The margins were as thin as they come, but on Sunday Peter Sagan made history with his third consecutive World Championship road race triumph.
Sagan is the first man to win three in a row, as well as being the youngest to achieve a hat-trick, and his photo-finish victory in Bergen was not just an achievement for the ages, but a reminder of why Sagan is such an important figure in cycling.
But after winning the rainbow jersey yet again, will an imminent change in the Slovakian’s personal circumstances dull his famously competitive instincts?
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We dig into Sagan’s moment of glory…


Sagan takes Road Race win after incredible photo finish

After victories in Richmond, USA, in 2015 and Doha, Qatar, last year, Sagan made it a trio of triumphs in the UCI Worlds on the streets of Bergen, Norway. Indeed, he snatched victory away from home hero Alexander Kristoff in the narrowest of sprint finishes.
Sagan wasn’t a prominent figure for much of the race, lurking at the back of the peloton for much of the 267.5km course round the picturesque coastal landscape. It was Julian Alaphilippe (France) and Gianni Moscon (Italy) who went clear on the final ascent of Salmon Hill but the pair were caught inside the final 2km.
Kristoff went for glory inside the final 1km but with 50m to go, Sagan stormed through and took the title in dramatic circumstances with a perfectly timed bike throw. He joins a select group of three-time winners:
RiderGoldSilverBronzeYears won
Alfredo Binda3011927, 1930, 1932
Rik van Steenbergen3011949, 1956, 1957
Oscar Feire3011999, 2001, 2004
Eddy Merckx3001967, 1971, 1974
Peter Sagan3002015, 2016, 2017


Slovakia's Peter Sagan (C) is escorted after winning the men elite road race

Image credit: Getty Images

Although the crowds in Bergen might have preferred Kristoff to nick it, Sagan’s victory was almost universally popular. Coming after his disqualification from the Tour de France for elbowing Mark Cavendish off the road and out of the race, it was the perfect coda to another impressive season for Sagan.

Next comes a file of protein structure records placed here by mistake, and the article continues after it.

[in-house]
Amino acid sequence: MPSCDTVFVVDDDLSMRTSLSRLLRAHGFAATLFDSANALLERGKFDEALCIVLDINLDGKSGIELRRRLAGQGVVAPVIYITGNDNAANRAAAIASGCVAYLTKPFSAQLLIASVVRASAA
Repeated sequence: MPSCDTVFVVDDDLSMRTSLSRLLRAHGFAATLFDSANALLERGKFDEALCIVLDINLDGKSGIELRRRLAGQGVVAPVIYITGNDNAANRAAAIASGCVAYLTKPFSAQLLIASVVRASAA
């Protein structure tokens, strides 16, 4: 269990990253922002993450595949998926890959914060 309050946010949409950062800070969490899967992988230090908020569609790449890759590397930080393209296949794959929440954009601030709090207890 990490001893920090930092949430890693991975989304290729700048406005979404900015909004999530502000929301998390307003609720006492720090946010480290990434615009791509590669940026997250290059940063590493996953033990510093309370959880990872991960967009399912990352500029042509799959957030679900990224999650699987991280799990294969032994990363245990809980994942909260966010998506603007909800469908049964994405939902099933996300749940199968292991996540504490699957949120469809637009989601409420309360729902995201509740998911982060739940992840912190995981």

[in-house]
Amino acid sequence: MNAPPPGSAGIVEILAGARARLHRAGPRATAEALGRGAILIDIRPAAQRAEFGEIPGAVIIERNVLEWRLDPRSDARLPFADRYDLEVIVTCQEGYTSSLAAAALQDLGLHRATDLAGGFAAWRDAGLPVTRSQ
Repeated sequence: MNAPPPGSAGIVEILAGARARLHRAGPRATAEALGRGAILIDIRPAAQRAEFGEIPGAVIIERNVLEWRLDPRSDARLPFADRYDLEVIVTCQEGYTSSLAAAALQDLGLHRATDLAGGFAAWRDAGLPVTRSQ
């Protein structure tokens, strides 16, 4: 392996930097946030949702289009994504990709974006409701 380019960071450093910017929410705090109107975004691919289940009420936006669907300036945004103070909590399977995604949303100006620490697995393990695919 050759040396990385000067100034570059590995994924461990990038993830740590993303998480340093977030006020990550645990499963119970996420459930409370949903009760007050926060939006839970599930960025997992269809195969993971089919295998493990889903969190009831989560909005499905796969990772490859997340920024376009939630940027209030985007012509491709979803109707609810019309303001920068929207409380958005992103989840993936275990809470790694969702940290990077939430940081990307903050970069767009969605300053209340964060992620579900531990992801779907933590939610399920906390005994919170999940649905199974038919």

Not only that, it cemented his status as cycling’s most popular character, entertainer and competitor. As former Tour de France champion Bradley Wiggins put it on Twitter…
Writing in the Telegraph, Tom Cary compared Sagan to Usain Bolt, the sprinting great of athletics who bowed out this summer, having propped up his sport’s flagging reputation amid a number of doping scandals.
Cycling of course has had its own share of scandal, recently featuring the aforementioned Wiggins, whose TUE controversy had overshadowed the start of Team Sky’s historic year, which saw Chris Froome win the Tour de France and Vuelta double. Cary wrote:
Cycling attracts a lot of negative headlines. But it always has Peter Sagan. The newly-elected president of the UCI, David Lappartient, had better hope the Slovakian – who made history by winning a third straight world road race title in Norway – never gets caught up in any scandal because he is a shining light for cycling; a star with seemingly endless ability and box office appeal. As Usain Bolt was for athletics, so Sagan is for his sport.
Former Olympic champion Chris Boardman told the BBC:
It was an absolutely incredible piece of bike racing from Sagan. He just turns up with 300m to go, beautifully placed. He found the right way and nudged his way through. He knew who he had to follow. It's just quality - he's getting better and better.


Gold medalist Slovakia's Peter Sagan (C), silver medalist Norway's Alexander Kristoff (L) and bronze medalist Australia's Michael Matthews pose with their medals after the men elite road race of the UCI Cycling Road World Championships in Bergen, on Septe

Image credit: Getty Images

Sagan just seemed to be enjoying the moment, toying with reporters as he joked: “I didn’t have a strategy”. He also played down the wider significance of his achievement, while revealing what it meant to him personally.
I'm not sure if it will change anything in the world but it's nice. Every one is special for something, for sure for me personally. The first one was not expected, the second for sure was not and this time everyone expected it up front but it was not easy. It was a special day. I don't know, maybe it's karma that I won. I'm very happy. It's a special win for me, it's unbelievable.

Sagan dedicates win to Scarponi: 'It would have been his birthday tomorrow'


At 27, Sagan has plenty left in the tank but his life is about to be turned upside down. His wife, Katarina, is eight months pregnant and he will not race again this season as he prepares for imminent fatherhood.
He was asked after his victory in Bergen whether becoming a parent might erode his hunger for glory – and didn’t entirely dismiss the proposition…
Do you want me to stop racing? First let me enjoy it. I hope to do well in races next year but you never know in this sport. I live day by day. Who knows what is going to happen tomorrow.
His rivals in the peloton may secretly hope this is the case - otherwise Sagan's imperious dominance could continue.
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